Panama Papers Firm In Panic Mode
July 2, 2018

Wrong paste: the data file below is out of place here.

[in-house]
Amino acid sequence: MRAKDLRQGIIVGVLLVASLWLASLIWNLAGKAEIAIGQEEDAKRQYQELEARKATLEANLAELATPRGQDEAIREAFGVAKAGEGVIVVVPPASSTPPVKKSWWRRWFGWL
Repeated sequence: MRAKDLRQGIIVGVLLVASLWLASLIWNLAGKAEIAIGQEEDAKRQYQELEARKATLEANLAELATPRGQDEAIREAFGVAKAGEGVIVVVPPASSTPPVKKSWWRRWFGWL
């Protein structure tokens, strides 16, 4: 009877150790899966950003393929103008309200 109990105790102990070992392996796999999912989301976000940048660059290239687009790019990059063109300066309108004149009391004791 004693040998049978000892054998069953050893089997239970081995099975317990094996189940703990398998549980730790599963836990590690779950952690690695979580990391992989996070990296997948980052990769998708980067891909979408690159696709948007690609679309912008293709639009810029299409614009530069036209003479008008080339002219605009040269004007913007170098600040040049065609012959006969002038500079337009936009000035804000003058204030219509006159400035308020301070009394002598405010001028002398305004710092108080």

Leaks from inside the Mossack Fonseca Firm reveal a scramble to contain the crisis triggered by the April 2016 leak of the Panama Papers. The firm has undertaken a belated search to discover the real owners of shadow companies. It is fending off furious clients trying to swiftly move their business elsewhere, and transferring its U.S. clientele to a Delaware-based company. A Swiss banker is quoted complaining that thanks to the firm his customers have to pay income taxes in their home countries. The new leak shows that Mossack Fonseca couldn’t identify tens of thousands of owners of companies it had registered in low-tax jurisdictions. Months after the firm became aware of the records breach it was still unable to identify owners of more than seventy percent of 28,500 active companies in the British Virgin Islands, its offshore hub of choice, and seventy-five percent of 10,500 active shell companies in Panama. The know-your-client rules obligate financial institutions to know who they’re doing business with, and what they’ve done in the past. Offshore companies have legal purposes, but they are easily used illegally because of their secrecy.
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